8. Ammer, John & Campbell, John, 1993. "What Moves the Stock and Bond Markets? A Variance Decomposition for Long-Term Asset Returns," Scholarly Articles 3382857, Harvard University Department of Economics.
  9. Vasicek, Oldrich, 1977. "An equilibrium characterization of the term structure," Journal of Financial Economics, Elsevier, vol. 5(2), pages 177-188, November.
  10. Campbell, John Y & Shiller, Robert J, 1991. "Yield Spreads and Interest Rate Movements: A Bird's Eye View," Review of Economic Studies, Wiley Blackwell, vol. 58(3), pages 495-514, May.
  11. Keim, Donald B. & Stambaugh, Robert F., 1986. "Predicting returns in the stock and bond markets," Journal of Financial Economics, Elsevier, vol. 17(2), pages 357-390, December.
  12. Barsky, Robert B, 1989. "Why Don't the Prices of Stocks and Bonds Move Together?," American Economic Review, American Economic Association, vol. 79(5), pages 1132-45, December.
  13. White, Halbert, 1980. "A Heteroskedasticity-Consistent Covariance Matrix Estimator and a Direct Test for Heteroskedasticity," Econometrica, Econometric Society, vol. 48(4), pages 817-38, May.
  14. Kenneth D. West, 1986. "Dividend Innovations and Stock Price Volatility," NBER Working Papers 1833, National Bureau of Economic Research, Inc.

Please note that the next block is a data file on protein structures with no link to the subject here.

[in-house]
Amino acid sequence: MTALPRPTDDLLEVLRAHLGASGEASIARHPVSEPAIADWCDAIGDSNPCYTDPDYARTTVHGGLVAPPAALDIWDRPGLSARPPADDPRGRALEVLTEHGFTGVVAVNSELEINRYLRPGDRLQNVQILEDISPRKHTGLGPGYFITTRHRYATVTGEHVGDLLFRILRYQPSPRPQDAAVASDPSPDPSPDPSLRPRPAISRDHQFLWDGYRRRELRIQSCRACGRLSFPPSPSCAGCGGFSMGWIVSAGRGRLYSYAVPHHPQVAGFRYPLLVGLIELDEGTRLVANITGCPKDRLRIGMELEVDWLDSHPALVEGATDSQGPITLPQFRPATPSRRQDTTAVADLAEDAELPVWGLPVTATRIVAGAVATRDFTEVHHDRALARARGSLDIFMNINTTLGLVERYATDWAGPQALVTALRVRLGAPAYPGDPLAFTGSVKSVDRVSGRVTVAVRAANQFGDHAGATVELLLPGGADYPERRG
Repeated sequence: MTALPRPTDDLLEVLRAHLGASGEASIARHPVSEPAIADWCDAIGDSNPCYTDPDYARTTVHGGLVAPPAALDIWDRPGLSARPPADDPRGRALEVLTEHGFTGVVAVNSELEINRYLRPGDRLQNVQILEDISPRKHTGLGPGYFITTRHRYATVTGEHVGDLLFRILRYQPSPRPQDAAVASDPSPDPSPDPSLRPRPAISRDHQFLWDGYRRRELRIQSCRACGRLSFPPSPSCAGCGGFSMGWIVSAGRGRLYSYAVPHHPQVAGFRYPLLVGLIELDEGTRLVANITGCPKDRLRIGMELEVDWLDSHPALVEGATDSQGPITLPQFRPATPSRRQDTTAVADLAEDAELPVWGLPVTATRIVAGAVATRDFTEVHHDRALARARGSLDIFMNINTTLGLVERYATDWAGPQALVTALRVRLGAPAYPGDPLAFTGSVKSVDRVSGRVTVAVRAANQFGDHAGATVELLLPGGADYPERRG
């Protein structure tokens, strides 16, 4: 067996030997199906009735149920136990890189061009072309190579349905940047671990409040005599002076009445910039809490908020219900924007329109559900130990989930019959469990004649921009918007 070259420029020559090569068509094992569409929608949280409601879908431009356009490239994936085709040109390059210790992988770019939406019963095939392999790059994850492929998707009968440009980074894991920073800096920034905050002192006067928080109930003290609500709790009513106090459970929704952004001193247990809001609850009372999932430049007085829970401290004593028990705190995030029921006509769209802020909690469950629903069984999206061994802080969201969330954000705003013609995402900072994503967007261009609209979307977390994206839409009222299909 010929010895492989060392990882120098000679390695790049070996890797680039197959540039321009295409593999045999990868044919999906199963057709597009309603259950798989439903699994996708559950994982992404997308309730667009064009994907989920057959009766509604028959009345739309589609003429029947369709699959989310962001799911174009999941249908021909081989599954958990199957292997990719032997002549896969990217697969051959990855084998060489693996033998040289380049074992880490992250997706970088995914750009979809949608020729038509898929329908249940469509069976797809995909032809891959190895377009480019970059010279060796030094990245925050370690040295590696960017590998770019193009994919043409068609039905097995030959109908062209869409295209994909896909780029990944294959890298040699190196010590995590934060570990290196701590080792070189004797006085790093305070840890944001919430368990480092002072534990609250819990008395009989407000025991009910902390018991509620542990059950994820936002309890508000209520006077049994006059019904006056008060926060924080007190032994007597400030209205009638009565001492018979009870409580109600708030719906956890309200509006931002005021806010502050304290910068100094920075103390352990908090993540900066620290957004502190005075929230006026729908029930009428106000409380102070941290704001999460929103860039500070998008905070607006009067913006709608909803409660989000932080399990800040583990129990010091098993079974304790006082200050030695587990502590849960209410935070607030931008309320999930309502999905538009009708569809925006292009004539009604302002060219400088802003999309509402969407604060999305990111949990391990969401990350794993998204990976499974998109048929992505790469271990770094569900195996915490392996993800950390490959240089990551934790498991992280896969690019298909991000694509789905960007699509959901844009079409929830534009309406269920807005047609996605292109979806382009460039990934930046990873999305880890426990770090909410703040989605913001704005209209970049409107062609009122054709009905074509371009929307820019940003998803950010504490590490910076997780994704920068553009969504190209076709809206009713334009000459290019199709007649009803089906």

15. Singleton, Kenneth J, 1980. "Expectations Models of the Term Structure and Implied Variance Bounds," Journal of Political Economy, University of Chicago Press, vol. 88(6), pages 1159-76, December.
  16. Ferson, Wayne E & Korajczyk, Robert A, 1995. "Do Arbitrage Pricing Models Explain the Predictability of Stock Returns?," The Journal of Business, University of Chicago Press, vol. 68(3), pages 309-49, July.
  17. John Y. Campbell, 1995. "Some Lessons from the Yield Curve," NBER Working Papers 5031, National Bureau of Economic Research, Inc.
  18. Stulz, Rene M, 1986. " Asset Pricing and Expected Inflation," Journal of Finance, American Finance Association, vol. 41(1), pages 209-23, March.
  19. Hansen, Lars Peter & Hodrick, Robert J, 1980. "Forward Exchange Rates as Optimal Predictors of Future Spot Rates: An Econometric Analysis," Journal of Political Economy, University of Chicago Press, vol. 88(5), pages 829-53, October.
  20. Shmuel Kandel & Robert F. Stambaugh, . "Modeling Expected Stock Returns for Long and Short Horizons," Rodney L. White Center for Financial Research Working Papers 42-88, Wharton School Rodney L. White Center for Financial Research.
  21. Bekaert, Geert & Hodrick, Robert J, 1992. " Characterizing Predictable Components in Excess Returns on Equity and Foreign Exchange Markets," Journal of Finance, American Finance Association, vol. 47(2), pages 467-509, June.
  22. Shiller, Robert J, 1979. "The Volatility of Long-Term Interest Rates and Expectations Models of the Term Structure," Journal of Political Economy, University of Chicago Press, vol. 87(6), pages 1190-1219, December.
  23. Campbell, John, 1991. "A Variance Decomposition for Stock Returns," Scholarly Articles 3207695, Harvard University Department of Economics.
  24. John H. Cochrane, 1992. "Explaining the Variance of Price Dividend Ratios," NBER Working Papers 3157, National Bureau of Economic Research, Inc.